Gabrielle Union on Thursday filed a complaint against the producers of NBC's "America's Got Talent," alleging she experienced discrimination, harassment and retaliation during her stint on the show.
The actress filed the complaint with California’s Department of Fair Employment and Housing (DFEH), claiming she was forced out of the show for "her refusal to remain silent in the face of a toxic culture at ('America's Got Talent') that included racist jokes, racist performances, sexual orientation discrimination, and excessive focus on female judges’ appearances, including race-related comments."
Union left the long-running talent competition show in November after only one season as a judge.
The complaint names Universal Television, LLC, Fremantle Productions, Simon Cowell and Cowell's company, Syco Entertainment as respondents.
NBCUniversal, the parent company of Universal Television and NBC, issued a statement responding to the complaint on Thursday, saying, "The allegation that anyone involved in this process threatened Ms. Union is categorically untrue."
"We took Ms. Union‘s concerns seriously, and engaged an outside investigator who found an overarching culture of diversity on the show," the statement said. "NBCUniversal remains committed to creating an inclusive and supportive working environment where people of all backgrounds are treated with respect."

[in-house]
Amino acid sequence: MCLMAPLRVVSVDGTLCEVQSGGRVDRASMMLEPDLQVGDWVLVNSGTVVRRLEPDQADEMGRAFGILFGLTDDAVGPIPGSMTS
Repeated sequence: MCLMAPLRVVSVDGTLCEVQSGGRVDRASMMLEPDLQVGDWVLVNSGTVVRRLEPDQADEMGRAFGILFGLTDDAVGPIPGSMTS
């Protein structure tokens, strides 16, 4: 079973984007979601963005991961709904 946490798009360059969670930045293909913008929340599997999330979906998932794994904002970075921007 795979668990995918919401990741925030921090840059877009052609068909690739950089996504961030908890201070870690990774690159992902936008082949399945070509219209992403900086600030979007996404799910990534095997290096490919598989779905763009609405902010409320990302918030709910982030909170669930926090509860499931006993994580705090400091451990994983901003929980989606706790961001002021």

NBCUniversal is also the parent company of NBC News.
The allegations in the complaint include:
- Simon Cowell refusing to smoke outside despite requests from Union.
- An act on the show performing in "blackface hands" despite concerns raised by both Union and Cowell.
- Racist comments on the set.
- A producer saying Union's hair was "too wild" and needed to be "toned down."
Though Union reported these alleged incidents to various NBC executives and "America's Got Talent" producers, the companies failed to follow up, leading Union to feel as though she "was the only one policing the show against racism," the complaint says.
NBC and the Screen Actors Guild launched separate investigations into Union's claims last year, and in December the actress said she had a "productive" meeting with NBC executives where she discussed her experience on the show.
NBC, Fremantle and Syco Entertainment released a joint statement on May 27 — responding to the allegations after they were featured in an interview Union gave to Variety — saying that their investigation "demonstrated an overall culture of diversity," but "also highlighted some areas in which reporting processes could be improved."
The complaint, however, states that Paul Telegdy, the chairman of NBCUniversal, attempted to "undermine the investigation" by "pressuring Union from providing her true experience of racial discrimination."
Telegdy, Union and Cowell did not respond to NBC News requests for comment.
“There are so many people who are committed to making NBCUniversal and Comcast different, who truly want to be a part of the solution and on the right side of history,” Union told Variety in the interview published May 27. “In the same breath, there are some people who want the wheels of change to come to a grinding halt because they feel that their privilege is being challenged.”
DFEH complaints are often precursors to lawsuits. The complaint alleges that Union is entitled to recover damages as a result of acts that were committed "with the wrongful intention of injuring Union" and "in conscious disregard" of her rights.